NYC’s James F.D. Lanier House Makes a Rare Appearance on the Market for $33M

A grand, historic Manhattan mansion has arrived on the market for the first time in over 40 years, last changing hands in 1984. The James F.D. Lanier House, a massive single-family home in Manhattan’s Murray Hill, stands a stalwart landmark of New York City’s Gilded Age. Still imposing and regal today, the home was constructed in 1903 for its namesake, a banker, sportsman, equestrian, and pioneering automobilist. Shared with Lanier’s wife Harriet, the James F.D. Lanier House served as a premier destination for the city’s most selective social set and now wants $33 million.

Anyone who caught the first season of The Gilded Age or is well-studied in NYC’s cultural history of that era will be familiar with the name Ward McAllister. Mrs. Astor’s trusted social arbiter kept a list of Four Hundred, a headcount congruent with the capacity of Astor’s ballroom. Harriet Lanier needed not to strive like Carrie Coon’s character Bertha Russell does on the show–in fact, she and her husband ranked at 137 and 138 on McAllister’s tally.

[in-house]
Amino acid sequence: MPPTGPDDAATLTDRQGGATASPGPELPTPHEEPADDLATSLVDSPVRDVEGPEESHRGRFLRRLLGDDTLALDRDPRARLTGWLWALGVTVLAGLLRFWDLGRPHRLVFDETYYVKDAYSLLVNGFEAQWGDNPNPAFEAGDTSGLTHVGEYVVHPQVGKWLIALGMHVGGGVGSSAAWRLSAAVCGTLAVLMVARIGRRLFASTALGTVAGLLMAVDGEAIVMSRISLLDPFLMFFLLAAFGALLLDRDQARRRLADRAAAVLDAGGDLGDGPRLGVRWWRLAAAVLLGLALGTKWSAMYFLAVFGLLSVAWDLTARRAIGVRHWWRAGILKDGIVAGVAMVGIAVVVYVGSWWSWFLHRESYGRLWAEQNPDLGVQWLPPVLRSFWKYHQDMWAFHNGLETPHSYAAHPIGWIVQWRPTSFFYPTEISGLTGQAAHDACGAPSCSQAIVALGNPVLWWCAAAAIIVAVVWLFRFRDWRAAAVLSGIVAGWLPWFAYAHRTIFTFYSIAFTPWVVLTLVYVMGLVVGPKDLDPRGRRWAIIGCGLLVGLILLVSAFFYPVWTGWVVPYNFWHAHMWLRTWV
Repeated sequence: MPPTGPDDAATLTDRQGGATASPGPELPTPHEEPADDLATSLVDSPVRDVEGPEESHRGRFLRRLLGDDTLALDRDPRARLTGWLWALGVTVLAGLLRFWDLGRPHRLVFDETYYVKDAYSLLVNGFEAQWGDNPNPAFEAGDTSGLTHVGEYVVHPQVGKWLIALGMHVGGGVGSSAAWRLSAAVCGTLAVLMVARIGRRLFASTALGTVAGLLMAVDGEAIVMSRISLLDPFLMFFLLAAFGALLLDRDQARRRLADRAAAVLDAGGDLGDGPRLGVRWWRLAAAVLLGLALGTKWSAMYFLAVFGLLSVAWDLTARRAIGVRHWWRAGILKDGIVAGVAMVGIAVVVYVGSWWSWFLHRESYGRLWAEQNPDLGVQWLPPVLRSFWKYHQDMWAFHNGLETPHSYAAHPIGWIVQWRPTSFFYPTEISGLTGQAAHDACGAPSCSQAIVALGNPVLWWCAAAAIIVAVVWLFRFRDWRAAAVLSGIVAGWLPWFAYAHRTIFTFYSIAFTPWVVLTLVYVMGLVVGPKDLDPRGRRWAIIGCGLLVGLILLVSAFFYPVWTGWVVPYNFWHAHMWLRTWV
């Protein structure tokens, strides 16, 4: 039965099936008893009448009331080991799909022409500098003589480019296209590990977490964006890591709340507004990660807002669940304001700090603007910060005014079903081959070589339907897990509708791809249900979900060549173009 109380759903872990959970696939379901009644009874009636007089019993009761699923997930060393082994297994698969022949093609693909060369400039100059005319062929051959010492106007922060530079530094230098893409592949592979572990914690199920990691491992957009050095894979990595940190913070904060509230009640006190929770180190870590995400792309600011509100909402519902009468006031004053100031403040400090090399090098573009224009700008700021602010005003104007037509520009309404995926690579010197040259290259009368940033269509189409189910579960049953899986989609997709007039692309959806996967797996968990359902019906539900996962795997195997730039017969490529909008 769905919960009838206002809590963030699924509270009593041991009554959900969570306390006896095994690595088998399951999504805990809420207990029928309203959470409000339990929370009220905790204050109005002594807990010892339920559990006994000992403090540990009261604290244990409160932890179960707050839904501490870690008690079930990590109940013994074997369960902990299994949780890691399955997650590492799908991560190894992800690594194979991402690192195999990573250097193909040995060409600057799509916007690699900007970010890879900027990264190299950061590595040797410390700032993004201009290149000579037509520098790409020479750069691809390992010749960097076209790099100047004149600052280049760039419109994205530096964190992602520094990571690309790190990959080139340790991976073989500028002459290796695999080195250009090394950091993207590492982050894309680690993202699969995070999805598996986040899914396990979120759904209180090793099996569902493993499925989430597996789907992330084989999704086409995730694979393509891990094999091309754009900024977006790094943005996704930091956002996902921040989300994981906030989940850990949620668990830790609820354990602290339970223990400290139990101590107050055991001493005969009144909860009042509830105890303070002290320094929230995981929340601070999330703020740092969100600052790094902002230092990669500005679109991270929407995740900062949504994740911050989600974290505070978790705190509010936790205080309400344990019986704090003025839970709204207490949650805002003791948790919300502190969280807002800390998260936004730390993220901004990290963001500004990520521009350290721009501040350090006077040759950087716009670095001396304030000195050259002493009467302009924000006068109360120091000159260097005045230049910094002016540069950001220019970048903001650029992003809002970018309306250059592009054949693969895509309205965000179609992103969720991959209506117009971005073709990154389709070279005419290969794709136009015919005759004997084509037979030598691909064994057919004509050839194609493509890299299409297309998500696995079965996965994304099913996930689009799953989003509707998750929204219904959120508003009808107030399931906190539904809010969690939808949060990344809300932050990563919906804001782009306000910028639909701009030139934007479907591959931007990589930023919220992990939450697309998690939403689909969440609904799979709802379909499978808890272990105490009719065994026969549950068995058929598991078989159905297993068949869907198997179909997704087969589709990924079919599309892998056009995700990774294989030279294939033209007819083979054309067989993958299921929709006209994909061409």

As such, the Laniers required digs that could allow for extensive entertaining, tapping architectural Hoppin & Koen to create their 33-foot-wide, Beaux-Arts structure. The brick-and-limestone mansion spans 11,638 square feet across six levels, holding nine bedrooms in total.

Opulent period details have been carefully preserved, such as the double doors of solid tiger oak that open into an arched reception hall crowned by rose medallion ceilings. Some modern perks the Laniers would likely have delighted in showing off include a 1,000-bottle temperature-controlled wine cellar, new HVAC and security systems, plus smart-home automation to aid entertainers of today and the future.

Edward F. Joseph and Seth Watsky of Christie’s International Real Estate hold the listing.